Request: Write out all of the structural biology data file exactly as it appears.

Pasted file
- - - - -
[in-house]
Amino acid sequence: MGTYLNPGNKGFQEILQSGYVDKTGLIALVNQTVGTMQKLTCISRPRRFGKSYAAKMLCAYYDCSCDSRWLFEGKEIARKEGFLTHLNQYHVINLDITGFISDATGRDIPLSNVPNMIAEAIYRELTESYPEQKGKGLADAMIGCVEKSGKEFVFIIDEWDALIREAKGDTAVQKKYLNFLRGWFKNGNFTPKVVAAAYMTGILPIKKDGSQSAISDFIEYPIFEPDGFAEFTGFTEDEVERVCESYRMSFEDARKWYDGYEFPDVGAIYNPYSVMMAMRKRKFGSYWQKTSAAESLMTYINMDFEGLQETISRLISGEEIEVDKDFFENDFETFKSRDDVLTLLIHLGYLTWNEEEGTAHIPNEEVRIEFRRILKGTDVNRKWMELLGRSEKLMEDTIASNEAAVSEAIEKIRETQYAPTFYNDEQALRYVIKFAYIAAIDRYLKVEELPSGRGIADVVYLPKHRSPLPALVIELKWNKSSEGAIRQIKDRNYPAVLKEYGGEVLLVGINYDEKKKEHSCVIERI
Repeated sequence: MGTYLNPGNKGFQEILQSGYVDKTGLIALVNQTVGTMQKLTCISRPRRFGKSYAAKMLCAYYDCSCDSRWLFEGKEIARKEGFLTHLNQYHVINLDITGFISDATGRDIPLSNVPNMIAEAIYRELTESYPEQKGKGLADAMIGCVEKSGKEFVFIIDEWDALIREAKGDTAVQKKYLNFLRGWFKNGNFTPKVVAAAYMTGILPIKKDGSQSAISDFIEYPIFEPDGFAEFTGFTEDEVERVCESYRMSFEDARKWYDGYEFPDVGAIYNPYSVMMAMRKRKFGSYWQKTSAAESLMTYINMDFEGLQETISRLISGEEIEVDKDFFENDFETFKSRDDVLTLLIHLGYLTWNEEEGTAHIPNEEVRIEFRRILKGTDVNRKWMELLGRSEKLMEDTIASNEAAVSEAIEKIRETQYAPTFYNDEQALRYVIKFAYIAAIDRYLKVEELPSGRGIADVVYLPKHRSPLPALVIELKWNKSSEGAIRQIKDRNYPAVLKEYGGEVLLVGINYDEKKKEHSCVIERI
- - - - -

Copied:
[in-house]
Amino acid sequence: MGTYLNPGNKGFQEILQSGYVDKTGLIALVNQTVGTMQKLTCISRPRRFGKSYAAKMLCAYYDCSCDSRWLFEGKEIARKEGFLTHLNQYHVINLDITGFISDATGRDIPLSNVPNMIAEAIYRELTESYPEQKGKGLADAMIGCVEKSGKEFVFIIDEWDALIREAKGDTAVQKKYLNFLRGWFKNGNFTPKVVAAAYMTGILPIKKDGSQSAISDFIEYPIFEPDGFAEFTGFTEDEVERVCESYRMSFEDARKWYDGYEFPDVGAIYNPYSVMMAMRKRKFGSYWQKTSAAESLMTYINMDFEGLQETISRLISGEEIEVDKDFFENDFETFKSRDDVLTLLIHLGYLTWNEEEGTAHIPNEEVRIEFRRILKGTDVNRKWMELLGRSEKLMEDTIASNEAAVSEAIEKIRETQYAPTFYNDEQALRYVIKFAYIAAIDRYLKVEELPSGRGIADVVYLPKHRSPLPALVIELKWNKSSEGAIRQIKDRNYPAVLKEYGGEVLLVGINYDEKKKEHSCVIERI
Repeated sequence: MGTYLNPGNKGFQEILQSGYVDKTGLIALVNQTVGTMQKLTCISRPRRFGKSYAAKMLCAYYDCSCDSRWLFEGKEIARKEGFLTHLNQYHVINLDITGFISDATGRDIPLSNVPNMIAEAIYRELTESYPEQKGKGLADAMIGCVEKSGKEFVFIIDEWDALIREAKGDTAVQKKYLNFLRGWFKNGNFTPKVVAAAYMTGILPIKKDGSQSAISDFIEYPIFEPDGFAEFTGFTEDEVERVCESYRMSFEDARKWYDGYEFPDVGAIYNPYSVMMAMRKRKFGSYWQKTSAAESLMTYINMDFEGLQETISRLISGEEIEVDKDFFENDFETFKSRDDVLTLLIHLGYLTWNEEEGTAHIPNEEVRIEFRRILKGTDVNRKWMELLGRSEKLMEDTIASNEAAVSEAIEKIRETQYAPTFYNDEQALRYVIKFAYIAAIDRYLKVEELPSGRGIADVVYLPKHRSPLPALVIELKWNKSSEGAIRQIKDRNYPAVLKEYGGEVLLVGINYDEKKKEHSCVIERI